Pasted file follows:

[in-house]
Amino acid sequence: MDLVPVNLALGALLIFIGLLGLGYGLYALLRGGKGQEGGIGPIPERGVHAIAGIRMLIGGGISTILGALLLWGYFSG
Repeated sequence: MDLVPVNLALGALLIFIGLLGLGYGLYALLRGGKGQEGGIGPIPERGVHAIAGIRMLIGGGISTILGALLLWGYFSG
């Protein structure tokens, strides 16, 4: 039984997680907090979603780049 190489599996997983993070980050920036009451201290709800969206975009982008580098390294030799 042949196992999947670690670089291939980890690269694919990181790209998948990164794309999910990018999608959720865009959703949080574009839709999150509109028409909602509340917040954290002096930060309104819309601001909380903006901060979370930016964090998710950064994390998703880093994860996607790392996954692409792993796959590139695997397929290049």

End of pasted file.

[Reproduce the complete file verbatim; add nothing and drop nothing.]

[in-house]
Amino acid sequence: MDLVPVNLALGALLIFIGLLGLGYGLYALLRGGKGQEGGIGPIPERGVHAIAGIRMLIGGGISTILGALLLWGYFSG
Repeated sequence: MDLVPVNLALGALLIFIGLLGLGYGLYALLRGGKGQEGGIGPIPERGVHAIAGIRMLIGGGISTILGALLLWGYFSG
């Protein structure tokens, strides 16, 4: 039984997680907090979603780049 190489599996997983993070980050920036009451201290709800969206975009982008580098390294030799 042949196992999947670690670089291939980890690269694919990181790209998948990164794309999910990018999608959720865009959703949080574009839709999150509109028409909602509340917040954290002096930060309104819309601001909380903006901060979370930016964090998710950064994390998703880093994860996607790392996954692409792993796959590139695997397929290049």